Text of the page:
A field of dreams
Stateline Speedway arose from a 77-acre field in Town of Busti
EDITOR’S NOTE: The following article by area dirt-track racing historian Randy Anderson first saw the light of day on Nov. 14, 2010. With Stateline Speedway opening the 2020 season last Saturday it was deemed appropriate to run it again.
It was 1956. In an open field, on an otherwise wooded 77-acre abandoned farm located on a narrow dirt road in the Town of Busti, a dream became reality. There, on the Kortwright Road, just a couple of miles from their homes in neighboring Sugar Grove, Pa., five men began construction of a dirt oval that would change their lives and the lives of all who came in contact with Stateline Speedway from that day forward.The vision for Stateline Speedway came from Leonard Briggs and his four friends –Lloyd Williams, Marv Thorpe and brothers, Don and Jerry Frank.
Len, a former stock car racer at several area tracks, was the president of the very popular and successful Skyline Speedway located a short jaunt from his home in Sugar Grove. Briggs and two Skyline partners, Cliff Coons and Lowell White, had introduced auto racing to the sleepy border town in 1954. Initially, “modifieds” competed on Sundays at the third-mile track that was set high on a hill just east of town. In 1955, the highly popular “late models” were added to the card at the appropriately named oval with the majestic view of the surrounding countryside.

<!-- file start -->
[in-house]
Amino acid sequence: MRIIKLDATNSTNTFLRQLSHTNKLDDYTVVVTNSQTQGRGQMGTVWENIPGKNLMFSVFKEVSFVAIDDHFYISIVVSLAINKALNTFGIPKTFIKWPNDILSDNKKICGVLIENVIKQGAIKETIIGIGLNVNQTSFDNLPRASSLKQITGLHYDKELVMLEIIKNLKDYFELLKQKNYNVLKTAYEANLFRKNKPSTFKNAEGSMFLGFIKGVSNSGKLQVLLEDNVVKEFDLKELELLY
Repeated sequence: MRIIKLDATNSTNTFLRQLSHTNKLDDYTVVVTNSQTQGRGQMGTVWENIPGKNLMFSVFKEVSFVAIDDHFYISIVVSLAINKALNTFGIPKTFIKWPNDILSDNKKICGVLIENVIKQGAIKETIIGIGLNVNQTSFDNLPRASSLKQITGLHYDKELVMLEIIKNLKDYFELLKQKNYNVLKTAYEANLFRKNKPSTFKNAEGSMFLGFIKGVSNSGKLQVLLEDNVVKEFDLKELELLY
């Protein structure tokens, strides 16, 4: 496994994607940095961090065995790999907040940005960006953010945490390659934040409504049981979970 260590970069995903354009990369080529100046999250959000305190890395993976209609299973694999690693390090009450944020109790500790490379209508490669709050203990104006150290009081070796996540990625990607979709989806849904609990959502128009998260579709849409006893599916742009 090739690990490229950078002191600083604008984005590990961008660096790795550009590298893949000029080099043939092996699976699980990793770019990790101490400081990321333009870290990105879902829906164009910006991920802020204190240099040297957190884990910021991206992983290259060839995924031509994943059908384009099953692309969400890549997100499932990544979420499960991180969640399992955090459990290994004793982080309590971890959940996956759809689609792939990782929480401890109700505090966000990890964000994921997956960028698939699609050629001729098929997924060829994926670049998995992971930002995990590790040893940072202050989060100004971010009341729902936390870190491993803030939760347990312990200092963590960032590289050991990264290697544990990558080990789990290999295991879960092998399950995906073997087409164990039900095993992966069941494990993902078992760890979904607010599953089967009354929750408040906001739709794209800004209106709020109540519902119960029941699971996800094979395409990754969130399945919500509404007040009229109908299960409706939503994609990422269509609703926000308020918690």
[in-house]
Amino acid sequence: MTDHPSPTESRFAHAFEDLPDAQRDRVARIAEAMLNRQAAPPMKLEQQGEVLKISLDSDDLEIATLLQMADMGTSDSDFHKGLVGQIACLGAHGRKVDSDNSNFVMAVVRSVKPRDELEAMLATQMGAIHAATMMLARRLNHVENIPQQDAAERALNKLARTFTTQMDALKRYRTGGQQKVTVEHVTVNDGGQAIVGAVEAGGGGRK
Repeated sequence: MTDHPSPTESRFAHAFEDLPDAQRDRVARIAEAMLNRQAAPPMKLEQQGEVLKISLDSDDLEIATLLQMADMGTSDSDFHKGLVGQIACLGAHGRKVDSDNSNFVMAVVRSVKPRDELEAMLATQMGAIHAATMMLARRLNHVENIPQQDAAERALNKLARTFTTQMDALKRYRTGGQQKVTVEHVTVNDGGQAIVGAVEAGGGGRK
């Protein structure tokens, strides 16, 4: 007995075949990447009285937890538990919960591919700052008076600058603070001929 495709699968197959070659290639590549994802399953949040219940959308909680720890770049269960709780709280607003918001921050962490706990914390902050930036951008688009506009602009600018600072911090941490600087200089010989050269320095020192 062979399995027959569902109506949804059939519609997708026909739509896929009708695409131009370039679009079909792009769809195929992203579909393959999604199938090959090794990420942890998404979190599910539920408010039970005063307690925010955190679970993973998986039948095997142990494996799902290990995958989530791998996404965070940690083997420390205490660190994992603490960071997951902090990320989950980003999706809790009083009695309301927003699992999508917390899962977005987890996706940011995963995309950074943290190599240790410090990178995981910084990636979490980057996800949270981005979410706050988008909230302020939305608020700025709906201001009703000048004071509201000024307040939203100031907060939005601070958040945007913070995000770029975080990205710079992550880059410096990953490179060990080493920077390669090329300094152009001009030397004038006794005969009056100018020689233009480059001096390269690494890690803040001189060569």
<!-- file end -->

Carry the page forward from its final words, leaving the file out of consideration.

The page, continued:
Len’s friends, Lloyd, Marv, Don and Jerry were valuable help at the Skyline speed plant. Williams, a former race car owner, was the announcer. Thorpe, a stock car jockey himself, served as the starter. The Frank boys groomed the track and helped take car of the facility.
Despite the apparent success at the front gate and with the racing action, all was not well at Skyline. Disagreements arose between Briggs and Coons. Len spoke with his four friends, Lloyd, Marv, Don and Jerry, about the ongoing problems. The five men decided to form a new venture with a plan to offer to purchase the track. Each borrowed $750 to fund the proposed operation. A meeting was arranged to make the purchase offer, however Coons did not want to sell. The Briggs consortium then made their next move. If they couldn’t own Skyline, they’d open their own track. But where would they build such a facility?